Lise’s review published on Letterboxd:
TIFF Film #10
I'm sure this will turn into one of those classics that gets better on subsequent viewings. Extremely slow paced for at least the first half, you have to just sit back and immerse yourself in the family being presented and the focus on the mundane activities of everyday life. You might not be too far off track comparing this to some parts of Jeanne Dielman.
Cuaron shot the film himself after a long pre-production that saw Chivo have to back out due to other commitments. Shot in black and white, it is as gorgeous as everyone says. The attention to detail is lovely. Everything you see is just as Cuaron wanted it to be. Even the dialect had to be perfect, a task which was difficult given that he remembered it being a certain way back in '71 and that's how it had to sound.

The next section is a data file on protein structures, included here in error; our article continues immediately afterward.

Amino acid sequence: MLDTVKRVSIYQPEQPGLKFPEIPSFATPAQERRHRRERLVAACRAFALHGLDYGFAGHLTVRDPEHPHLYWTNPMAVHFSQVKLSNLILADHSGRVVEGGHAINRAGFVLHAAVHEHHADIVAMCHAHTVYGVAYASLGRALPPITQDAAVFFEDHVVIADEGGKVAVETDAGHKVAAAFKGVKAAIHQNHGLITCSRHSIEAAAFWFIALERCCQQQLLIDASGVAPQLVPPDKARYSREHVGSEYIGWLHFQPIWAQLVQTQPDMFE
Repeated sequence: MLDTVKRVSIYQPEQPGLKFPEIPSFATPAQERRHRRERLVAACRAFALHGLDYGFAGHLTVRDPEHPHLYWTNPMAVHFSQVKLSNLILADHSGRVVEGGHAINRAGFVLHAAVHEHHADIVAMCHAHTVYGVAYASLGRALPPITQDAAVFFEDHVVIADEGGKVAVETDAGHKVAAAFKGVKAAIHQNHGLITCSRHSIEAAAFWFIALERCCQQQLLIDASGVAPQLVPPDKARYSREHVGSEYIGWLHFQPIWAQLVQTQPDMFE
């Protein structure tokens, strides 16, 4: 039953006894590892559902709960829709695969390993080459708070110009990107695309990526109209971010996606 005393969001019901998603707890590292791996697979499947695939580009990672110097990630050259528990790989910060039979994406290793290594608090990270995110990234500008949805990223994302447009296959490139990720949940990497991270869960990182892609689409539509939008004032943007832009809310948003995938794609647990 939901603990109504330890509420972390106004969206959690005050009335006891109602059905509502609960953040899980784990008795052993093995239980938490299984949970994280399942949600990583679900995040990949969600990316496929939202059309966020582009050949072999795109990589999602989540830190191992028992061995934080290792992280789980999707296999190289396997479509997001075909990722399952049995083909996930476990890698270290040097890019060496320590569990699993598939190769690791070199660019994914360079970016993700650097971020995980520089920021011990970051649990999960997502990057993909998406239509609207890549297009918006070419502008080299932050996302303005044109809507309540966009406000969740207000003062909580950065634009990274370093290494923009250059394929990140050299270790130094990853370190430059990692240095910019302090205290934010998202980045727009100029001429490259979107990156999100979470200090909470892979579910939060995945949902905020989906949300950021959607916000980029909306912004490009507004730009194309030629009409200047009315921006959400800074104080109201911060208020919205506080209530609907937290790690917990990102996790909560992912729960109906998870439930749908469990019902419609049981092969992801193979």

The two maids were first-time actors and they did fabulous work here. Everyone did.
The surprising thing is that the film isn't sentimental or self-indulgent at all, which is truly amazing given that it is about his memories and impressions of the world in which he grew up. It isn't about him at all; it is about the maid he loved so much, the town and capturing the feel of the day. And Cuaron manages to make us feel his home life and neighbourhood as it was in '71.
It is such a shame that it will play on Netflix though. If one film should be seen on the big screen this year, this is it.